Heathercombe, Manaton, Dartmoor National Park

Heathercombe, Manaton, Dartmoor National Park

Heathercombe is known for its gardens which are open to the general public on select days through the year. See Heathercombe's website for further information. We provide an external link.

A section of the Two Moors Way and the Mariners' Way pass through Heathercombe. Another path climbs through the woods to Heathercombe Brake on the edge of Dartmoor's high moorland. The path passes King Tor and leads to English Heritage's Grimspound below Hookney Tor and Hameldown Tor.

A local information board provides general information on Heathercombe:

'Heathercombe itself has been occupied since at least the late Bronze Age, about 3,000 years ago. North and South Heathercombe are typical Dartmoor longhouses built in the late 15th or early 16th Centuries - a relatively prosperous time when farming was probably supplemented by tin streaming in the Heathercombe Barn.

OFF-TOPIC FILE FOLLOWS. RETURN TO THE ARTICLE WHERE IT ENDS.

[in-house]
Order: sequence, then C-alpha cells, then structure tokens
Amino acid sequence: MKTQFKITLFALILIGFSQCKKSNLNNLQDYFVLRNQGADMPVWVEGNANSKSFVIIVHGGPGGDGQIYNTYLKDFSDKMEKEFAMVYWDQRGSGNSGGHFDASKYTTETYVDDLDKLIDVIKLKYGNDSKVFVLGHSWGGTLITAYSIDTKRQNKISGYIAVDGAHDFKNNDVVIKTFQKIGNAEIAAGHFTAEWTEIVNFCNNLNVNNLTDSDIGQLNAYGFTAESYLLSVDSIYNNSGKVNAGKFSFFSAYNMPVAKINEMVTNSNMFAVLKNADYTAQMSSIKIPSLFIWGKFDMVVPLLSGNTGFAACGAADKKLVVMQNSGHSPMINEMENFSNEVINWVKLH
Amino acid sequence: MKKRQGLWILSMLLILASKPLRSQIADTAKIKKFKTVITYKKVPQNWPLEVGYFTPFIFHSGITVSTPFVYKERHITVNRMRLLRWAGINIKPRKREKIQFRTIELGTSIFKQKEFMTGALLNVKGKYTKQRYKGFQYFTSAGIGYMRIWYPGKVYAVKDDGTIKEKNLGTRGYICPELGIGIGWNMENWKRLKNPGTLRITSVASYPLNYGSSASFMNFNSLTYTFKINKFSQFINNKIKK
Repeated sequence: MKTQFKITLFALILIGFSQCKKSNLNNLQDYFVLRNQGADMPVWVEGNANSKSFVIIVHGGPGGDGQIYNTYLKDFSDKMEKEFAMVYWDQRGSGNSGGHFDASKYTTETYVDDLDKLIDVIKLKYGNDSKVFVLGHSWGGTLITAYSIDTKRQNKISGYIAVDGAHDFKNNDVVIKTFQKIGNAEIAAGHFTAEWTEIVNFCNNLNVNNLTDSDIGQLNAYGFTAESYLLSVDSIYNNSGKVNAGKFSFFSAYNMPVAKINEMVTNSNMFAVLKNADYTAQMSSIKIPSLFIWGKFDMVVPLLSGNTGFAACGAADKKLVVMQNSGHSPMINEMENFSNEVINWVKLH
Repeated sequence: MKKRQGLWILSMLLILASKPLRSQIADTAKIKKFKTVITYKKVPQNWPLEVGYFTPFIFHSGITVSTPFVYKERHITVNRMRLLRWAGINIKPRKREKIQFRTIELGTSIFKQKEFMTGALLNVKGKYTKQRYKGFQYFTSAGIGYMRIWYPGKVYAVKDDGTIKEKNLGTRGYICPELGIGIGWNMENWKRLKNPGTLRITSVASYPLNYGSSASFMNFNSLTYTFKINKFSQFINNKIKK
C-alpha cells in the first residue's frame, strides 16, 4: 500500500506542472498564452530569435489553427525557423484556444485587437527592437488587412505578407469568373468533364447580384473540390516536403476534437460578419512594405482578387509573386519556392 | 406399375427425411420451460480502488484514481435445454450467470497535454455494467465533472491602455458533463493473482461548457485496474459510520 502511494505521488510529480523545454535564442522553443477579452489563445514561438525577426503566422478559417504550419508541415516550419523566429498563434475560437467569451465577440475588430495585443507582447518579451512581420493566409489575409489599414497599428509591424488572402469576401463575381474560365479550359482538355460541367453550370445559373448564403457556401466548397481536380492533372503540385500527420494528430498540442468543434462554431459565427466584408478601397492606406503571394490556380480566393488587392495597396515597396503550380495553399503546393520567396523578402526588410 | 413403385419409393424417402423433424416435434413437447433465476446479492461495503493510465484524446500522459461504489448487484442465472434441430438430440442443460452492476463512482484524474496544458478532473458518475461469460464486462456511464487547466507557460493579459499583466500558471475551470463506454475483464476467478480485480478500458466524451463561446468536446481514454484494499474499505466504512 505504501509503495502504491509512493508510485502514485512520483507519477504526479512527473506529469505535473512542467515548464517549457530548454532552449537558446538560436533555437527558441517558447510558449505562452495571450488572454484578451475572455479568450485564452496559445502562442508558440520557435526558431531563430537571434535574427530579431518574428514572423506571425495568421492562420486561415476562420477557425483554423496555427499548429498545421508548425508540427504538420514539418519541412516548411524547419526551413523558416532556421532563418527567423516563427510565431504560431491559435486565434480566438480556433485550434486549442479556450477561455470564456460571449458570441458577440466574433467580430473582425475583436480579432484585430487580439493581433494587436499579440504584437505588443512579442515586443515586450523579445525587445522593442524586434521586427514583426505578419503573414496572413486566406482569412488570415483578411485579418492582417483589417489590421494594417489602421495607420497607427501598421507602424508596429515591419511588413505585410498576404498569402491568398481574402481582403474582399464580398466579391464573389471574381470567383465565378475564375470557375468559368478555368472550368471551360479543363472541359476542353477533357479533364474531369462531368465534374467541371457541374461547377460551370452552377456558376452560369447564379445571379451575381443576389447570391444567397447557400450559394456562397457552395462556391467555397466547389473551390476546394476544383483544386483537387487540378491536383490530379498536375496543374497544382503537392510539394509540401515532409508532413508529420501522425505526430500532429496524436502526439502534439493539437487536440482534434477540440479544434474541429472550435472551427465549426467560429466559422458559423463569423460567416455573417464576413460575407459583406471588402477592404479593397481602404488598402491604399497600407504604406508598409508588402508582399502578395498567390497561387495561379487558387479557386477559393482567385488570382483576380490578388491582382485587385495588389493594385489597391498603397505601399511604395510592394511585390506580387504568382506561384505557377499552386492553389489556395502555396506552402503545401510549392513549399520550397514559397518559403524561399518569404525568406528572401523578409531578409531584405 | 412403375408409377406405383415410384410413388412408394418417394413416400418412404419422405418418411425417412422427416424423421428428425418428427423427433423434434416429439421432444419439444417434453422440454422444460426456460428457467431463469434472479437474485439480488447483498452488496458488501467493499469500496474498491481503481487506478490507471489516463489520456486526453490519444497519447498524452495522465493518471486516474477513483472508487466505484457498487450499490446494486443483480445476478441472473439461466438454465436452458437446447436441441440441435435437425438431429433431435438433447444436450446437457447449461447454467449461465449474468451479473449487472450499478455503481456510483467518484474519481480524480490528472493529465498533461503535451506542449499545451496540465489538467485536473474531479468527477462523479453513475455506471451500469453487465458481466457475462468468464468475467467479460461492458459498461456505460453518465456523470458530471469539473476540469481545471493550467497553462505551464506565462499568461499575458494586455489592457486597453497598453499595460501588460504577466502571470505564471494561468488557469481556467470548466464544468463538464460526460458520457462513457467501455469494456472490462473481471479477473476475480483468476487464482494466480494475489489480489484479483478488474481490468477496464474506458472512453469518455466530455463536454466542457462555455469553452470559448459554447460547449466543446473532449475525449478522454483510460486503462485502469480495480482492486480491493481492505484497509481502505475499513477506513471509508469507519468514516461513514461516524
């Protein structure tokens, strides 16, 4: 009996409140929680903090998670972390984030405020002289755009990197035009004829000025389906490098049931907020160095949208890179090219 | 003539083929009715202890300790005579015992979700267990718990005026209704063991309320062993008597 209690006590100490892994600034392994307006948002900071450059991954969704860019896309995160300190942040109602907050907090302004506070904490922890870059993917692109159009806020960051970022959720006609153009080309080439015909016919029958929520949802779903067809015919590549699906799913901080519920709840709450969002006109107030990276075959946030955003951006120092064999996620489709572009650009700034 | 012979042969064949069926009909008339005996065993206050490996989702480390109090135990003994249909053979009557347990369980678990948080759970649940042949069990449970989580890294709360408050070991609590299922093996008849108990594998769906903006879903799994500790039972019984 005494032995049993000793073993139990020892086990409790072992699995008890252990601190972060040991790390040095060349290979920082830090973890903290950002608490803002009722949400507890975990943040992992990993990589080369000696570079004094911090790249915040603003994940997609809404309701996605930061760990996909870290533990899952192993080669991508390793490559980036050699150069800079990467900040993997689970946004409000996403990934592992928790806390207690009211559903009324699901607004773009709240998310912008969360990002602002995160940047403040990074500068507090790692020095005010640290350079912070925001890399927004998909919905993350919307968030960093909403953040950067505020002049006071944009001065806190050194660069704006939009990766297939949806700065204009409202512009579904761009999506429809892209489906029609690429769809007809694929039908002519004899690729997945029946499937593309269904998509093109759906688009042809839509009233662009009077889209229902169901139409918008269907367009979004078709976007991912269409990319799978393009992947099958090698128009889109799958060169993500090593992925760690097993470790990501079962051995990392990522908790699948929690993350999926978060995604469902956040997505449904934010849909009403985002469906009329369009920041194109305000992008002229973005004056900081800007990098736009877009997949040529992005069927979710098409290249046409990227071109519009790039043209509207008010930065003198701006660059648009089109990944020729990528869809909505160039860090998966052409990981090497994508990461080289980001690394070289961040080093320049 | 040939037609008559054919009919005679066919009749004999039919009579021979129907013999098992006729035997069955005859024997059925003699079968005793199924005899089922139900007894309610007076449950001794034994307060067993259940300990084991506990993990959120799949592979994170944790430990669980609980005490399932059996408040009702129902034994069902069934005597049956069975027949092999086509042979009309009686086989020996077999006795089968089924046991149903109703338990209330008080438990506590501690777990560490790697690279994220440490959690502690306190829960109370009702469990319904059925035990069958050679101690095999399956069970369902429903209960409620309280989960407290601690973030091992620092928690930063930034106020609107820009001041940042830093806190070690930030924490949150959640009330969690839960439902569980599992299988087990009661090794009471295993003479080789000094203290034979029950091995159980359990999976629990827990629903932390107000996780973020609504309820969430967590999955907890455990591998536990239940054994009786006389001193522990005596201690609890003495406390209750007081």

At the end of the 19th Century Heathercombe was incorporated into the Heatree Estate of John Kitson of Torquay. Much of the extensive amenity and forest planting carried out by him was however felled in the 1940's during or shortly after the war.

Since the early 1950's the woodlands have been progressively re-planted, fencing erected and forest rides laid out; walks and ponds have been restored and much amenity planting of trees and shrubs undertaken.

The story of Heathercombe is recounted in the Westcountry Books publication "Heathercombe: The History of a Dartmoor Valley" by Claude Pike.